The survey is a shocker for two reasons. One, while advocating the possible reclamation of the low-skilled-labour-intensive manufacturing space in the global trade — since a dominant player such as China has vacated it thanks to rising wages — it does not reflect indignation that minimum wages even in the progressive States in India hover around what prevails in Bangladesh and is lower than what it is in Vietnam.


Two, in another chapter, it recognises that the growth in employment was due to growth in vulnerable categories such as contract and casual. Blaming labour regulation for failure on the economic front does not sit well with this reality. The Budget, however, indicates a slight change for the better at least in the policy rhetoric.


Worsening situation


The situation is grim. The Employment and Unemployment Surveys of the Labour Bureau show rising unemployment and poor quality of jobs even during 2011-2015. Reports indicate that the demonetisation drive worsened the plight of the vulnerably placed in the labour market in several ways, the most stress arising out of closure of establishments.


For a change, both the working class and the salaried class were frustrated by demonetisation and sops in the Budget were expected. The manufacturing sector, the traditional bastion of labour laws, has not been doing well of late. And the sword of labour law reforms has hung over the working class perennially. These factors rendered this year’s Budget more interesting.


On the job front, the Budget has taken less explicit measures. For example, the peak level allocation of Rs. 48,000 crore for MGNREGS is surely expected to boost work (not jobs) rates and hence rural incomes, even at the poor current intake of 47.8 or more days of work in drought-prone areas as well.


The farmers’ lobby has lashed at the Government’s insensitivity to the continuing woes in the agricultural sector. The farm sector is least likely to provide jobs in rural areas. The rural sector is not likely to witness much job creation in the non-farm segment, apart from construction of roads. Migration from rural to urban areas is unlikely to be contained in this context.


Fuzzy and focussed


High and rising public investment, especially in the infrastructure and the affordable housing sectors, will create jobs both directly and indirectly. The rural thrust in the Budget will enhance the market base of FMCG companies, but this may not not contribute as much to employment figures as it would to its financial curves.


While the Budget lacks focus on manufacturing save its mention of encouragement to the three sectors just mentioned, this sector is hoping to cash in on the rise in public investment.


Further, the abolition of the Foreign Investment Promotion Board which anyhow became irrelevant thanks to the high share of automatic routed foreign investment and the policy signal of new FDI policies, have raised hopes of foreign investment; this could generate some jobs.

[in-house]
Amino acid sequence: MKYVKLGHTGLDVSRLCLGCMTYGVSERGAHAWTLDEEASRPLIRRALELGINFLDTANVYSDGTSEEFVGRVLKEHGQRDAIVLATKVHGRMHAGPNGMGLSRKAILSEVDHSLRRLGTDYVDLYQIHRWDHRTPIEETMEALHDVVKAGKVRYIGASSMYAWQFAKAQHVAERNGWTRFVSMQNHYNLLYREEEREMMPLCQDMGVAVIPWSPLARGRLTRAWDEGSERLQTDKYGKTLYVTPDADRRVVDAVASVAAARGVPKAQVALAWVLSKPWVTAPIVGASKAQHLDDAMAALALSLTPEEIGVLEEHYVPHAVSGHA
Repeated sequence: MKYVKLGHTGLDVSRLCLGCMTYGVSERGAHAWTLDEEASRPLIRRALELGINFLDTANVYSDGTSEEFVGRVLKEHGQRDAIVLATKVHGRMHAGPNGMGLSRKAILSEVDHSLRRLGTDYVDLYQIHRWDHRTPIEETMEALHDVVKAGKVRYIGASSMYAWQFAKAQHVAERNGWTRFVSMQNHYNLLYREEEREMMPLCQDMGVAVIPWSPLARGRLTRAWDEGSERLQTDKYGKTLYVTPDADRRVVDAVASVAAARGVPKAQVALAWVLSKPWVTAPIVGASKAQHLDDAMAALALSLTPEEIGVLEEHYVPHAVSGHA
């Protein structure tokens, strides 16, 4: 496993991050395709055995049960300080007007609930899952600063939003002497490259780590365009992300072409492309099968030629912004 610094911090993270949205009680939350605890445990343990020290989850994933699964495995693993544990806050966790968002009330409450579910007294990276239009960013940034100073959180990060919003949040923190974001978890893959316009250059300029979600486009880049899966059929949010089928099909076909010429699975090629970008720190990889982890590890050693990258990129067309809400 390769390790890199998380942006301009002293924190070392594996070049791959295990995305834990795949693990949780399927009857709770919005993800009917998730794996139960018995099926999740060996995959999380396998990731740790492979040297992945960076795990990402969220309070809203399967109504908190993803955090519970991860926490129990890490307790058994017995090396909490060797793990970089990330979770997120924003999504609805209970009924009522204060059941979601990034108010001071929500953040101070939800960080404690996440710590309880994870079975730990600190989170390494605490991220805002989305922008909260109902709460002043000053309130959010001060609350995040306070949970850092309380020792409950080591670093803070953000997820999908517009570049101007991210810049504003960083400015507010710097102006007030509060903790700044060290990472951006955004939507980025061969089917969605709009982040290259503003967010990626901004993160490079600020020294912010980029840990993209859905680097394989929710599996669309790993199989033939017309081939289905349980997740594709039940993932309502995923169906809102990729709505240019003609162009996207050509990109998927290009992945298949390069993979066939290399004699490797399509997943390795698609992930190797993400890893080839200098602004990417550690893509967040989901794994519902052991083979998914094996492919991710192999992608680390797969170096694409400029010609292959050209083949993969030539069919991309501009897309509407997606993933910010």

Corporates and the salaried class were watching out for the tax proposals with interest. Those earning more than Rs. 5 lakh annually were disappointed as the Government provided decent relief to micro and small firms, and employees earning less than this figure.


The revenue loss due to this will be mopped up by surcharges on the high-salaried; it’s a kind of progressive measure. The drop in income tax for micro and small enterprises could result in a surge in investment which in turn could generate jobs.


Significant matter


Interestingly, perhaps for the first time, ever a finance minister emphasised the need to ensure a labour rights regime and harmonious labour relations to enhance productivity as opposed to peddling the usual stuff on the dire need to have a flexible labour regulation regime to boost productivity. This is a significant recognition of the role of the “mutual survival” thesis widely known and taught in the field of industrial relations: capital requires labour cooperation as much as labour needs investment for the creation of jobs.


Further, the minister stressed on the need to simplify, rationalise and amalgamate the existing labour laws into four codes. It is interesting, though, that he did not mention the labour flexibility agenda in the restructuring programme. It indicates an important change in the policy language.


It is another question as to how the Government (at the Centre and in the States) will ensure a regime of labour rights when the enforcement machinery has been systematically diluted in the post-reform period, and how industrial harmony can be maintained with the rising incidence of contract and casual labour.


The outlay on the enforcement and training regime in particular and the labour ministry in general ought to witness a steep rise in budgetary allocation; this does not appear to be the case. The special thrust on labour-intensive industries needs to be seen in the context of high reported labour rights violations and poor labour standards.


It is interesting to note that the Railway Board recently barred “safety officials” from becoming union members; this measure is expected to hurt the two recognised trade unions in the Railways. That’s how much significance the Budget attaches to enhancing safety. This too rankles labour rights activists.


Clearly, Budget 2017 offers little cheer to workers.


Sundar is a professor at XLRI, Jamshedpur, Sapkal is an assistant professor at the Maharashtra National Law School, Mumbai



 From E-Group, Banking-News



Why Political Funding Reforms in Budget

Will Likely Lead to Greater Opacity


Gaurav Vivek Bhatnagar

The Wire Online

Published on February 2, 2017



Proposed amendments to RBI Act, IT Act and RP Act would leave the RBI and IT department with no means to probe funding of political parties.